Raising Funds for Stigmatized Issues

Dear Kim:

I am the director of a project that does clean needle exchange.  We seek to improve the health of people who are at risk for HIV, hepatitis and death from drug overdoses.  We serve about 4,000 people each year.  The program is very effective and all studies show that syringe exchange works, but this is a hard issue to raise money for.  Our clients aren’t popular.  People are afraid that what we do increases illegal drug use and drug related crime.  We often end up managing opposition often from neighborhood groups/ homeowner & business associations, law enforcement, unsympathetic policy makers and their offices.  

There has been a ban on the use of federal funds to support syringe exchange in place for the past 24 years. It was lifted for two years under Obama, but then reinstated in ugly budget negotiations in 2011. 

We need to build a funding network outside of the government and the few donors we have been able to attract.  We are in desperate need of program expansion, hiring a part time doctor or nurse practitioner, and staff support – we should at least be able to have two or three people working full time. 

Do you have any suggestions about how to frame a pitch for foundations and individuals that would help us manage the stigma around our work and clients?  Or any other suggestions about how we can effectively raise money? 


Dear Hopeful:

You anticipated part of my answer, which is more of a rant:  this is something the government should be funding.  It is a clear public health issue and you are quite correct that almost two decades of studies have shown clean needle exchange to be effective.  It is ridiculous that an organization like yours has to figure out how to raise money privately.  But I won’t go down that road right now because it really doesn’t help the situation that you find yourself in.

My experience with difficult or complicated issues is that you need to create ways to bring small groups of people who know each other into a safe and open environment, present your case, let them ask questions or offer objections, and then when you have responded to what people want to know, ask them for money.  The classic strategy for this is the house party.  (see my article, “Putting on a House Party” here.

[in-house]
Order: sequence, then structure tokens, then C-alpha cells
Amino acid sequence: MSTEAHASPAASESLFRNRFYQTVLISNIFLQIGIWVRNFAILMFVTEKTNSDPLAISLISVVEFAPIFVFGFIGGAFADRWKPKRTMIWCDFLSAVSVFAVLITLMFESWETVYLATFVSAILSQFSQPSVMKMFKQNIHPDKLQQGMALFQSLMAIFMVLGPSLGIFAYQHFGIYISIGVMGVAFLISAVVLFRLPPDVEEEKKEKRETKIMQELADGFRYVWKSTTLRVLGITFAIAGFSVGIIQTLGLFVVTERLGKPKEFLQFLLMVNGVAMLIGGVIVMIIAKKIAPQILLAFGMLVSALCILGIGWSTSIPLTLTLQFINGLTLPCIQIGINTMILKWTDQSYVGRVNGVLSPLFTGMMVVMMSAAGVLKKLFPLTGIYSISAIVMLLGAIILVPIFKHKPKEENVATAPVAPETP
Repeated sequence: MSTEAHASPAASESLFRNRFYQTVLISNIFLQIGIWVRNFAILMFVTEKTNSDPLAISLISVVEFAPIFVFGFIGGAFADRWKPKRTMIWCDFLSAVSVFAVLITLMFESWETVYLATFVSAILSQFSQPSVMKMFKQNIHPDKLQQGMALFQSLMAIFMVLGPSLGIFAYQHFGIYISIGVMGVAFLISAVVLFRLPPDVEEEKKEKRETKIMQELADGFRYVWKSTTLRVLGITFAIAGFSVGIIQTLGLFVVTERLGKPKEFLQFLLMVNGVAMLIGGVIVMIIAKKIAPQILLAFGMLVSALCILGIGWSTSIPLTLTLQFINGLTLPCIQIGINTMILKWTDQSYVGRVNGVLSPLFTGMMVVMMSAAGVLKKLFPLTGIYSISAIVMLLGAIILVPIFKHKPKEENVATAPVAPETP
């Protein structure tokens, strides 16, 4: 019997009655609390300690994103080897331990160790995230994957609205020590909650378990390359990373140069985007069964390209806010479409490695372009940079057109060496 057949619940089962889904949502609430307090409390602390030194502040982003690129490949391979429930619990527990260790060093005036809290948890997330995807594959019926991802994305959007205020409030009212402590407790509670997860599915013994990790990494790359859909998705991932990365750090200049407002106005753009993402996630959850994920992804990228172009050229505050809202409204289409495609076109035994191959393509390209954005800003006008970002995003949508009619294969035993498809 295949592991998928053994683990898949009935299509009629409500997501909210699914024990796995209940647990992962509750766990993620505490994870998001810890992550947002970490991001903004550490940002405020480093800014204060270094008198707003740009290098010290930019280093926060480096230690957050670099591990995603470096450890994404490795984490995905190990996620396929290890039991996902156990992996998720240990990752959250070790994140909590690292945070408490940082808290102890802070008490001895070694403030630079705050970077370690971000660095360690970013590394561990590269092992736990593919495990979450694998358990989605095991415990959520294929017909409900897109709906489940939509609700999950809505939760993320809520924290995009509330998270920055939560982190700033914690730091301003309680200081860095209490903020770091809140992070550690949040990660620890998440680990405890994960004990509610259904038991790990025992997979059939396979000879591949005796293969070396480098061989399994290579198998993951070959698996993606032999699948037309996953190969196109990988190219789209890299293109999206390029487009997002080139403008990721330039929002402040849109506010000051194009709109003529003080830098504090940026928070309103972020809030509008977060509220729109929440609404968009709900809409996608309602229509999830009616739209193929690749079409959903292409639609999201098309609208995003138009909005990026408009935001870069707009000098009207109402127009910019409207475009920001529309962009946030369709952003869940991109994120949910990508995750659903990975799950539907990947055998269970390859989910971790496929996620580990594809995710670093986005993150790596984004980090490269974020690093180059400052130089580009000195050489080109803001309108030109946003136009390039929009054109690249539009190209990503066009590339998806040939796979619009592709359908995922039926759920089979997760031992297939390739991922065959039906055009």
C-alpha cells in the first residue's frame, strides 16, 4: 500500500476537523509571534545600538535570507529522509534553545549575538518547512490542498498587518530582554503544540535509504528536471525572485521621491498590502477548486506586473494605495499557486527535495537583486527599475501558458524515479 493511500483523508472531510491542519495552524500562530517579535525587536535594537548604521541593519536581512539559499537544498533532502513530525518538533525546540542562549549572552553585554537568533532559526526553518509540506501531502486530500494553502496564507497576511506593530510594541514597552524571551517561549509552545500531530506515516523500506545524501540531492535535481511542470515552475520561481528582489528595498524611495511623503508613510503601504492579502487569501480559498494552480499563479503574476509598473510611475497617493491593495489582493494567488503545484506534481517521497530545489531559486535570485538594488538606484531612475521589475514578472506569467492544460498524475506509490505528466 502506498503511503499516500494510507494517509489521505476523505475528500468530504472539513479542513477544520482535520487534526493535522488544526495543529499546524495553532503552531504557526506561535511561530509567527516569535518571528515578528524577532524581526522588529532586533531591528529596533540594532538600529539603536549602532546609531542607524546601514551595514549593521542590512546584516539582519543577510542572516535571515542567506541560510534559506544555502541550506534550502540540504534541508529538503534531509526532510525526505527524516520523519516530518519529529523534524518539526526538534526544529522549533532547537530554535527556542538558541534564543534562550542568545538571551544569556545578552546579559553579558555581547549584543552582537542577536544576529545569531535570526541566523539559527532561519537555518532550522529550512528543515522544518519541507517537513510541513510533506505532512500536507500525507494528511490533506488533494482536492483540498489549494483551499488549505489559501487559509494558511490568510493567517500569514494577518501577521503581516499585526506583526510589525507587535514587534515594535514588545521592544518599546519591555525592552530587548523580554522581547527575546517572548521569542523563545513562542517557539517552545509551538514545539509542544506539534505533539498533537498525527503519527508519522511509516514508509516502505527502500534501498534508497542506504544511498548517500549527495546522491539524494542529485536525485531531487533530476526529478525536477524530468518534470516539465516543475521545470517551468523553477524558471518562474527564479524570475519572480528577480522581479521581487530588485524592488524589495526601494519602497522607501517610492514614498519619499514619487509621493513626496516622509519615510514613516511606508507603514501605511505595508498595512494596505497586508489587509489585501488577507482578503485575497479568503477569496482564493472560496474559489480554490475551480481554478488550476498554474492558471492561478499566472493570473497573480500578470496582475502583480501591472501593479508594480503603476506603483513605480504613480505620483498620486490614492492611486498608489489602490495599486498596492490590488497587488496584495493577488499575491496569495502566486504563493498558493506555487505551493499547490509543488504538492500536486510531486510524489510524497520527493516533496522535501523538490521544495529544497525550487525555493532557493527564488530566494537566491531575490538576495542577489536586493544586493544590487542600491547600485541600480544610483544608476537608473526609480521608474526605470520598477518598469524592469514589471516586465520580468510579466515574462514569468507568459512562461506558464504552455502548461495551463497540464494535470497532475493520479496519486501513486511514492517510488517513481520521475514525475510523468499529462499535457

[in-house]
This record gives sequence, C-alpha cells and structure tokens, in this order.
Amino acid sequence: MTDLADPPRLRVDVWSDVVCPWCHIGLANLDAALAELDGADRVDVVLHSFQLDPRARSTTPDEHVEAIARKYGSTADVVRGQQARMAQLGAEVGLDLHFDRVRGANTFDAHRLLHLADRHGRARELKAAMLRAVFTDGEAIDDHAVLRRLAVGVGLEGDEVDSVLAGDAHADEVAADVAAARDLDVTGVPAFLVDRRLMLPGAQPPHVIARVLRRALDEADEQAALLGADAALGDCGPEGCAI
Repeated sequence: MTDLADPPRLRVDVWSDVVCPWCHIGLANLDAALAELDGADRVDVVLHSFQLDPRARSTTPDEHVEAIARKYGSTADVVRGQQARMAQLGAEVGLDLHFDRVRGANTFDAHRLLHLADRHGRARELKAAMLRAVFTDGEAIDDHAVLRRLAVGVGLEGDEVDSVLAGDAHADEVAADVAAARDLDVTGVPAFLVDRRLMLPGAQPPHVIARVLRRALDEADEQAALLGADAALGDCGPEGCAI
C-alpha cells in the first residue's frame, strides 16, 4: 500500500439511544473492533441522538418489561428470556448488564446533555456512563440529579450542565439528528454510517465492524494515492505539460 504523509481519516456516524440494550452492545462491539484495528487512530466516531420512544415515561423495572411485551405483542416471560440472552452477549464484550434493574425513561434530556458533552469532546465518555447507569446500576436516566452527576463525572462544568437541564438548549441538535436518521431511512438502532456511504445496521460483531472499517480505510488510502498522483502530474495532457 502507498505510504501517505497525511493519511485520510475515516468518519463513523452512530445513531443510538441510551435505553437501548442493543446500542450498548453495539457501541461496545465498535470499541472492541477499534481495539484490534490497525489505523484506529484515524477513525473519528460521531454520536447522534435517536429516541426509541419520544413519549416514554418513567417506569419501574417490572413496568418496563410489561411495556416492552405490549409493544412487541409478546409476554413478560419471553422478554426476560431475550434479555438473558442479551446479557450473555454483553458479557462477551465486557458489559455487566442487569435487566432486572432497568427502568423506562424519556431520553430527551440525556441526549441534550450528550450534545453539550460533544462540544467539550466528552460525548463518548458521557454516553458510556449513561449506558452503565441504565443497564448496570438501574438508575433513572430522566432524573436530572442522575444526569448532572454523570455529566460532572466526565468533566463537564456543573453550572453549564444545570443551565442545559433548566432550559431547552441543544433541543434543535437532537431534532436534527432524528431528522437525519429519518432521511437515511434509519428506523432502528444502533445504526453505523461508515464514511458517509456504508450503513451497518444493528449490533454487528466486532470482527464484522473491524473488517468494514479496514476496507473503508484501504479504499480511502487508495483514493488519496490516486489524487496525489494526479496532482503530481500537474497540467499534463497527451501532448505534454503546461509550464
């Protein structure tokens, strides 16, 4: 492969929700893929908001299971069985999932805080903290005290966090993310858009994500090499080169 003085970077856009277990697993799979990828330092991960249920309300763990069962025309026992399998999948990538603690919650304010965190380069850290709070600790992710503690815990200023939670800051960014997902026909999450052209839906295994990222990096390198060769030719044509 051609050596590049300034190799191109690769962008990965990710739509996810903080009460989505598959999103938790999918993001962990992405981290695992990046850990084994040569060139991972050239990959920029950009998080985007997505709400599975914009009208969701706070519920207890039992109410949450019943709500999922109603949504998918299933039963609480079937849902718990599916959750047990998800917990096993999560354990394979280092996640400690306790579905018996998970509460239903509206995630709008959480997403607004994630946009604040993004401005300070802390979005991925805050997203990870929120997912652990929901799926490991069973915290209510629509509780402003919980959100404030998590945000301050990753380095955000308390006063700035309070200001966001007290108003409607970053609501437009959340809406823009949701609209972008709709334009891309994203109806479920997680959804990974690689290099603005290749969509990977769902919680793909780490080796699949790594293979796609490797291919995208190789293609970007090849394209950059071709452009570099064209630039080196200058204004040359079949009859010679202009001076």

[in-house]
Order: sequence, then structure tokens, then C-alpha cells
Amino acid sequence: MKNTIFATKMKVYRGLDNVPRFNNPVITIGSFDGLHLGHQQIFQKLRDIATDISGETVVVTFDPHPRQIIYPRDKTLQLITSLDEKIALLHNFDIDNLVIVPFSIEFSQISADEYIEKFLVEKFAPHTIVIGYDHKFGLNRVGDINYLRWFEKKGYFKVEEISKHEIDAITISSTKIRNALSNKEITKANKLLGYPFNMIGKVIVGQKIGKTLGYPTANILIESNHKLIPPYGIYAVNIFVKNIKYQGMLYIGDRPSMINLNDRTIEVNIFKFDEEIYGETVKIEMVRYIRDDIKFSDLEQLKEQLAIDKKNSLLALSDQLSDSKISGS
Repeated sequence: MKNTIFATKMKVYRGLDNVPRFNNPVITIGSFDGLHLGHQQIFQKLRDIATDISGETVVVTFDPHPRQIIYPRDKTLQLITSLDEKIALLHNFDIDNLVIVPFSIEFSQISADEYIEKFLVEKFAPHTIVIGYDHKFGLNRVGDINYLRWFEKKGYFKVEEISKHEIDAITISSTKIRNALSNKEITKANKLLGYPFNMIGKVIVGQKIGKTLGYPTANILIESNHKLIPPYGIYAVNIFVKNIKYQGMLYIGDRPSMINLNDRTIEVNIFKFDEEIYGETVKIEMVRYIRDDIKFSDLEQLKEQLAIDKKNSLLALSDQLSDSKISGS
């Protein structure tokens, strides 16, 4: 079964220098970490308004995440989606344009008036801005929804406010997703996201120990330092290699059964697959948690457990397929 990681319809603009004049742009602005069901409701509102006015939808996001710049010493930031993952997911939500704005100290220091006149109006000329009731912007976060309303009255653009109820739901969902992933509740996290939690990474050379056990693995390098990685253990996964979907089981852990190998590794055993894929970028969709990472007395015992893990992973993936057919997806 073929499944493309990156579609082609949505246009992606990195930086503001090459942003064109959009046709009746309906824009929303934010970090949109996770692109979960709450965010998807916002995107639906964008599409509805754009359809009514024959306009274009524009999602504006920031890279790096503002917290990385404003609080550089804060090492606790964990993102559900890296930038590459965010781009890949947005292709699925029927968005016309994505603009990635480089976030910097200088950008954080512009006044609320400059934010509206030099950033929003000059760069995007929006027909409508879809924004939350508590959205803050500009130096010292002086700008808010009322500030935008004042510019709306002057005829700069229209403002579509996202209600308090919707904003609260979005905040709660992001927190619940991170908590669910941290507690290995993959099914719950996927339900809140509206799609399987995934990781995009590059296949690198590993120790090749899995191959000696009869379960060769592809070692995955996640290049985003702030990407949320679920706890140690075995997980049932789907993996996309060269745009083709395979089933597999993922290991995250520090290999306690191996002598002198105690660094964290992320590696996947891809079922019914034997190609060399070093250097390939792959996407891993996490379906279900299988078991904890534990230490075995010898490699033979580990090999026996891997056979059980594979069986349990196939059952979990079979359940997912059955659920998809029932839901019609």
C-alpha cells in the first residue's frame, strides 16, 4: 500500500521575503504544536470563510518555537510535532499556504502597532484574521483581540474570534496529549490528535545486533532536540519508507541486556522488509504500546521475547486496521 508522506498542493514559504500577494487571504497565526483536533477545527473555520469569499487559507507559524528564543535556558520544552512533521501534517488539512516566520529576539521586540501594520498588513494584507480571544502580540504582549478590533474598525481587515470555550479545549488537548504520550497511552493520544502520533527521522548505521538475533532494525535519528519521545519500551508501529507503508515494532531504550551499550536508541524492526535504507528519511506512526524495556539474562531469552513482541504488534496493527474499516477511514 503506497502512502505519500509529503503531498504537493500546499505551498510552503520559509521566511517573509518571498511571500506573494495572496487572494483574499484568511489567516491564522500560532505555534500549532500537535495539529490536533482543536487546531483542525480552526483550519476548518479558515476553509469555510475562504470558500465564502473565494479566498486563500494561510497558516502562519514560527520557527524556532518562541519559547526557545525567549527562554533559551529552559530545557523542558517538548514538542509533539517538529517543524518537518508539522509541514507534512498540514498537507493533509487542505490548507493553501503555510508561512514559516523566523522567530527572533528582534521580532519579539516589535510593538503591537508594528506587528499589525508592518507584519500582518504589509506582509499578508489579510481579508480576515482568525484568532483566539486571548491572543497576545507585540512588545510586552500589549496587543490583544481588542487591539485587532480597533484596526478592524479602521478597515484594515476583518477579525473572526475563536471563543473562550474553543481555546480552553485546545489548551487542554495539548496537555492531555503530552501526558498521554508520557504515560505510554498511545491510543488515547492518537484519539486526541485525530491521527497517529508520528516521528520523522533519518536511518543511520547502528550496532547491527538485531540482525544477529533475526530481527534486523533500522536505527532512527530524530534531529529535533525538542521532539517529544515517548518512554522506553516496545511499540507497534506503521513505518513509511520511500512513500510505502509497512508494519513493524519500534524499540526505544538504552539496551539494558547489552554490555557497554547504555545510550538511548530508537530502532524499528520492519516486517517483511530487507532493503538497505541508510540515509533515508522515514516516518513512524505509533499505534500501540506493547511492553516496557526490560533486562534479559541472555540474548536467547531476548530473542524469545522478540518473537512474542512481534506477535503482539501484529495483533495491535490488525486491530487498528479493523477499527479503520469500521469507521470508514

Basically it works like this:  you ask me to invite a bunch of my friends to my house so you can talk about your program.  I tell my friends to bring their open minds, credit cards or checkbooks, and that I will feed them.  Because they are friends, they probably share my values and they feel more comfortable raising the issues that bother them than they would in a forum or some other kind of meeting.  You talk about what you want to do, how you want to expand and you answer questions.  Most of the questions will be fine, some will be awful.  I then say, “I’d like to raise $____ today.  I have given $___ and I am hoping each of you will give something in the range of $___.  If you can give more please do and if you need to give less, please do that also. “  We then round up the money and you have that much money and that many donors.

You can also use a house party as an organizing strategy.  “Today I’d like to raise $___ but I’d also like each of you to commit yourselves to talking to two people about what you have learned today.” 

Farmworkers, people who are HIV positive, people living with cancer, survivors of domestic violence:  all of these have been seriously stigmatized and ostracized groups.  House parties and house meetings were a big part of changing public perception.    

You are very aware of the people who are opposed to you, but in my experience, there are way more people who are not against what you do.  They may not be that aware of your work, they may have questions about it, or they may even support it, but they are silent in the face of organized opposition.  They need a safe place to be able to express their support of what you are doing.  Create those spaces and you will begin to raise the money you need.

Good luck!

~Kim Klein